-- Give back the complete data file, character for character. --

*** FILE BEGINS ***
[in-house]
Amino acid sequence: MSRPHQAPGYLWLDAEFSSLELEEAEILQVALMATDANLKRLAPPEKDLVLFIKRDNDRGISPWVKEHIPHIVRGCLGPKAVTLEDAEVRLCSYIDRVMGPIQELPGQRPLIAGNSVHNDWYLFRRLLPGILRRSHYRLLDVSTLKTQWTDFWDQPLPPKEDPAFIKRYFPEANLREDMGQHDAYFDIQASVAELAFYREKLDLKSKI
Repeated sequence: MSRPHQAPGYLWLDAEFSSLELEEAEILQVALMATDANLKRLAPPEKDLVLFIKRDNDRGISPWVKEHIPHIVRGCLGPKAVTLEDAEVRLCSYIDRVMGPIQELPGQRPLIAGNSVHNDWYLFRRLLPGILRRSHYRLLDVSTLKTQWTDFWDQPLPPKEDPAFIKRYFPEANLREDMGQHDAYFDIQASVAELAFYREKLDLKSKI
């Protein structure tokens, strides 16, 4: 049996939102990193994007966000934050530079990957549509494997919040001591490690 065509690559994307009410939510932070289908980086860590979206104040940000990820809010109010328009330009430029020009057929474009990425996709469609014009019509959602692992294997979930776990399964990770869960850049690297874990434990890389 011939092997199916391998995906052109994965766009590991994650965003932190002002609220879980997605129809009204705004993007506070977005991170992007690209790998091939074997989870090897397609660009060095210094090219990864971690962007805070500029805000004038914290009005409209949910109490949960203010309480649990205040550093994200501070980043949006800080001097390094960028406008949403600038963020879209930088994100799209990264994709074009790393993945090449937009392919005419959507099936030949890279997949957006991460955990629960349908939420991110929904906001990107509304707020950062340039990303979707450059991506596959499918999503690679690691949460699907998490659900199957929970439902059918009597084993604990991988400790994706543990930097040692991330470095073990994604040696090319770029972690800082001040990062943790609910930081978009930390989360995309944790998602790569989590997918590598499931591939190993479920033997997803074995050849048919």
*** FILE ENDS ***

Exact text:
[in-house]
Amino acid sequence: MSRPHQAPGYLWLDAEFSSLELEEAEILQVALMATDANLKRLAPPEKDLVLFIKRDNDRGISPWVKEHIPHIVRGCLGPKAVTLEDAEVRLCSYIDRVMGPIQELPGQRPLIAGNSVHNDWYLFRRLLPGILRRSHYRLLDVSTLKTQWTDFWDQPLPPKEDPAFIKRYFPEANLREDMGQHDAYFDIQASVAELAFYREKLDLKSKI
Repeated sequence: MSRPHQAPGYLWLDAEFSSLELEEAEILQVALMATDANLKRLAPPEKDLVLFIKRDNDRGISPWVKEHIPHIVRGCLGPKAVTLEDAEVRLCSYIDRVMGPIQELPGQRPLIAGNSVHNDWYLFRRLLPGILRRSHYRLLDVSTLKTQWTDFWDQPLPPKEDPAFIKRYFPEANLREDMGQHDAYFDIQASVAELAFYREKLDLKSKI
């Protein structure tokens, strides 16, 4: 049996939102990193994007966000934050530079990957549509494997919040001591490690 065509690559994307009410939510932070289908980086860590979206104040940000990820809010109010328009330009430029020009057929474009990425996709469609014009019509959602692992294997979930776990399964990770869960850049690297874990434990890389 011939092997199916391998995906052109994965766009590991994650965003932190002002609220879980997605129809009204705004993007506070977005991170992007690209790998091939074997989870090897397609660009060095210094090219990864971690962007805070500029805000004038914290009005409209949910109490949960203010309480649990205040550093994200501070980043949006800080001097390094960028406008949403600038963020879209930088994100799209990264994709074009790393993945090449937009392919005419959507099936030949890279997949957006991460955990629960349908939420991110929904906001990107509304707020950062340039990303979707450059991506596959499918999503690679690691949460699907998490659900199957929970439902059918009597084993604990991988400790994706543990930097040692991330470095073990994604040696090319770029972690800082001040990062943790609910930081978009930390989360995309944790998602790569989590997918590598499931591939190993479920033997997803074995050849048919």